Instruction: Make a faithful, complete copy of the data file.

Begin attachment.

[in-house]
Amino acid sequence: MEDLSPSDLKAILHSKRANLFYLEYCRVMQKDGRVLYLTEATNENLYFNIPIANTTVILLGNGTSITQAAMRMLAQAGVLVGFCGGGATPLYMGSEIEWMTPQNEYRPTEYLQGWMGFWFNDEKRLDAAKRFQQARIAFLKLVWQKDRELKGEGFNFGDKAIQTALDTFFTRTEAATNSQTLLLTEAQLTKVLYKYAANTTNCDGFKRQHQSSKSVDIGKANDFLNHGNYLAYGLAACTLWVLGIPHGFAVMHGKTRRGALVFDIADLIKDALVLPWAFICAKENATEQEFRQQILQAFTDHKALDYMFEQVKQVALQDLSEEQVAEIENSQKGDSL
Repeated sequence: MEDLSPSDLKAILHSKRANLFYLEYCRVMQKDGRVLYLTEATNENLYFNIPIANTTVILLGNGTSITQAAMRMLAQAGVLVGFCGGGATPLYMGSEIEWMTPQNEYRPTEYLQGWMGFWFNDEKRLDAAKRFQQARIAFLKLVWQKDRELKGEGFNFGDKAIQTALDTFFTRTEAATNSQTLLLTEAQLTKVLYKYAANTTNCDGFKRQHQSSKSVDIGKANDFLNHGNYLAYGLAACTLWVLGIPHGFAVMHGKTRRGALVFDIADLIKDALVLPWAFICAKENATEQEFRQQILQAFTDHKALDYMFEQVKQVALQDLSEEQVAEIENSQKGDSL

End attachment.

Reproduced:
[in-house]
Amino acid sequence: MEDLSPSDLKAILHSKRANLFYLEYCRVMQKDGRVLYLTEATNENLYFNIPIANTTVILLGNGTSITQAAMRMLAQAGVLVGFCGGGATPLYMGSEIEWMTPQNEYRPTEYLQGWMGFWFNDEKRLDAAKRFQQARIAFLKLVWQKDRELKGEGFNFGDKAIQTALDTFFTRTEAATNSQTLLLTEAQLTKVLYKYAANTTNCDGFKRQHQSSKSVDIGKANDFLNHGNYLAYGLAACTLWVLGIPHGFAVMHGKTRRGALVFDIADLIKDALVLPWAFICAKENATEQEFRQQILQAFTDHKALDYMFEQVKQVALQDLSEEQVAEIENSQKGDSL
Repeated sequence: MEDLSPSDLKAILHSKRANLFYLEYCRVMQKDGRVLYLTEATNENLYFNIPIANTTVILLGNGTSITQAAMRMLAQAGVLVGFCGGGATPLYMGSEIEWMTPQNEYRPTEYLQGWMGFWFNDEKRLDAAKRFQQARIAFLKLVWQKDRELKGEGFNFGDKAIQTALDTFFTRTEAATNSQTLLLTEAQLTKVLYKYAANTTNCDGFKRQHQSSKSVDIGKANDFLNHGNYLAYGLAACTLWVLGIPHGFAVMHGKTRRGALVFDIADLIKDALVLPWAFICAKENATEQEFRQQILQAFTDHKALDYMFEQVKQVALQDLSEEQVAEIENSQKGDSL